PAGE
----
Optimism: Leaders MUST Have It and It Can Be Learned
Presidential campaigns provide interesting insights into the human condition and about leadership. Regardless of your political persuasion, I believe that the results of the last election hinged mostly on Obama’s attitude about the future. (From the August 2011 issue of PRESIDENT&CEO Magazine)
In the midst of so much fear about the financial crisis and other threats, Obama spoke calmly and forcefully about what “we can do.” He, much like Ronald Reagan, appealed to the basic optimistic psychological underpinnings of our nation. Reagan’s campaign theme was, “It’s Morning in America.” Obama’s was, “Yes we can.”
Obviously, no one would consciously elect a President or follow an executive who says, “We’re not up to the task and I don’t have faith that we can succeed.” I believe that Americans, in particular, simply cannot accept being on the defensive for very long, e.g., we need to protect ourselves from the bad guys and that must be our primary focus. Two terms of any presidency is the maximum we can tolerate being that defensive because that stance is too pessimistic. Even though it’s true that we have to protect ourselves from the bad guys, making that our primary focus is depressing and ultimately, debilitating. Pessimism is not the primary American mindset.
I find this optimistic characteristic of special interest because optimism also tends to be a characteristic of successful business leaders. Millions of business people start up and grow businesses – even during a major recession. Those risk-taking business people provide the real fuel for our enduring financial success as a nation.
After all, you have to be optimistic to start a business. You have to believe that you can succeed at the venture.
How big a role does optimism really play?
Martin Seligman, Ph.D., past president of the American Psychological Association and the author of the book, Learned Optimism, has spent most of his professional life investigating optimism. He cites some interesting research about optimism. One study he cited that caught my eye was conducted with MetLife, which found that “new salesmen who were by nature, or training (emphasis mine) optimists – and who were, in a sense, emotionally resilient – sold 37 percent more insurance in the first two years on the job than did pessimists. And, during the first year, pessimists quit at twice the rate of optimists.” Sales people constantly deal with rejection (mini-defeats) and have to get up every day and do it again.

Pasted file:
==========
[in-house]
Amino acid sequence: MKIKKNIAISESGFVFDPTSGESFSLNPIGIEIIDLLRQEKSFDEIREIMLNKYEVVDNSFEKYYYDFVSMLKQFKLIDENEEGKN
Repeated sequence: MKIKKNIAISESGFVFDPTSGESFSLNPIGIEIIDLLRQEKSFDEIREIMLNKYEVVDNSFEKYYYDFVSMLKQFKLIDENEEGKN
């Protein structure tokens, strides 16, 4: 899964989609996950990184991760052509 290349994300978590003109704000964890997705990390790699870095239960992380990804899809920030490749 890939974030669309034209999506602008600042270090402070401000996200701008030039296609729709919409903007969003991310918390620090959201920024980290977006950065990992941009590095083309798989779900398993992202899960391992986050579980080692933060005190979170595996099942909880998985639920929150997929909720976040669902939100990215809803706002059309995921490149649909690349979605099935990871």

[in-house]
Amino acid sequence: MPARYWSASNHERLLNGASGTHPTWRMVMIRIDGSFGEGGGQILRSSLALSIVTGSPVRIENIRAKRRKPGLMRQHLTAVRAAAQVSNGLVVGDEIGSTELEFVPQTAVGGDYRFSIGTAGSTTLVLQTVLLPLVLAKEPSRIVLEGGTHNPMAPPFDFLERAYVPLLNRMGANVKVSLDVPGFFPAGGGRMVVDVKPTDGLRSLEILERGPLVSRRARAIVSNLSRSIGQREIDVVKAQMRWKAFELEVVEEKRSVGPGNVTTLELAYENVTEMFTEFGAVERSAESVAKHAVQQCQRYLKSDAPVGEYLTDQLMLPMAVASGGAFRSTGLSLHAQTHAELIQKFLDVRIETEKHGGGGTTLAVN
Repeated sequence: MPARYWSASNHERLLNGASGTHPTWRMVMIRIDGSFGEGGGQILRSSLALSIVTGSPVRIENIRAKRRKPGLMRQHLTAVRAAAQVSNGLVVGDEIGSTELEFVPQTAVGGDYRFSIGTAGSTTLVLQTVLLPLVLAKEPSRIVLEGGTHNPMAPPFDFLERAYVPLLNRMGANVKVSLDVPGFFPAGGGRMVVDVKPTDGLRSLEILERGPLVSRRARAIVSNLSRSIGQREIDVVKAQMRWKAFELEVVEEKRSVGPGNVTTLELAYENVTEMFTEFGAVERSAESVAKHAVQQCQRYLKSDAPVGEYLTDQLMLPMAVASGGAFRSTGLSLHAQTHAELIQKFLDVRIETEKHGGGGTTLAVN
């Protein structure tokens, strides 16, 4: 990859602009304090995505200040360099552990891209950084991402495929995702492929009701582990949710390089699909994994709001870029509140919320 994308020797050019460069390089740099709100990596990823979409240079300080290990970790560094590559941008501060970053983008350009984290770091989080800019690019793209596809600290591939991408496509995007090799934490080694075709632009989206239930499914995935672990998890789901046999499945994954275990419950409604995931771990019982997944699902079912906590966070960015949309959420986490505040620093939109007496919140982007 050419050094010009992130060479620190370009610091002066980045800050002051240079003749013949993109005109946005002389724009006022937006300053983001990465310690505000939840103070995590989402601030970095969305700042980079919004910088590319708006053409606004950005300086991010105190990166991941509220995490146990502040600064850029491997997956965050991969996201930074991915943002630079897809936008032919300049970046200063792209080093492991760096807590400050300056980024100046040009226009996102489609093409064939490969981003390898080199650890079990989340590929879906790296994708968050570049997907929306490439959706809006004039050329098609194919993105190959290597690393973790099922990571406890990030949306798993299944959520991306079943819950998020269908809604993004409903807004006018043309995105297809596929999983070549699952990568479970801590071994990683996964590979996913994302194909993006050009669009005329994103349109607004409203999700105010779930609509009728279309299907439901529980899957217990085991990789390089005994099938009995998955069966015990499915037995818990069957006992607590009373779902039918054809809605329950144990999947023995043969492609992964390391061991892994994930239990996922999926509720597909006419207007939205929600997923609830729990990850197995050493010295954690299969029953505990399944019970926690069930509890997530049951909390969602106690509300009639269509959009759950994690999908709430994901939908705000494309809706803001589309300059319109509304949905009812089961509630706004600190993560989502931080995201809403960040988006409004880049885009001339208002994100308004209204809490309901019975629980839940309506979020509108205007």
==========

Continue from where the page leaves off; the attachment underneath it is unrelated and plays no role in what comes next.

What does this mean for business leaders?
Senior executives, especially CEOs, are involved in an ongoing psychological dance with their followers/employees. No matter who the CEO is, employees imagine who he or she is. They project onto their boss their expectation of what a boss should act like and expect that he or she should behave in a way consistent with their belief or fantasy about leaders. One of the characteristics followers hope/imagine about senior executive leaders is that he or she can successfully lead them through the ups and downs of business/life. They need to feel that their leader is optimistic about the future and believes they can achieve their goals.
The implication for executives is that you too need to inspire that sense of “we can do it” if you want to successfully lead over the long term. Threatening people with job loss, for example, is a short-term measure that keeps the mediocre from quitting but will drive top performers out of a company to greener, more inspiring pastures. Top employees, those that are not afraid, will, like other optimists, take the risk to leave for more inspiring opportunities.
As Seligman noted, some people are born optimists while others are learned optimists. When coaching executives, we sometimes have to teach born optimists how to temper their optimism with pragmatism so as not to come across as Pollyannaish and thereby lose credibility. For everyone else, we help them learn to use techniques that born optimists unconsciously use. For example, optimists tend to respond to everyday defeats by saying to themselves, “I’ll do better next time,” whereas more pessimistic people will often beat themselves up internally, saying something to the effect of “What a stupid thing to do.” The former acknowledges a poor business decision, but commits one to trying again, while the latter simply cuts one off at the knees. You can learn to reframe defeat from being an indictment about your abilities to a chance to learn from the mistake and to get back into the fight – subtle but powerful differences in attitude and perspective that anyone can learn. You too can learn optimism.
Carl Robinson, PhD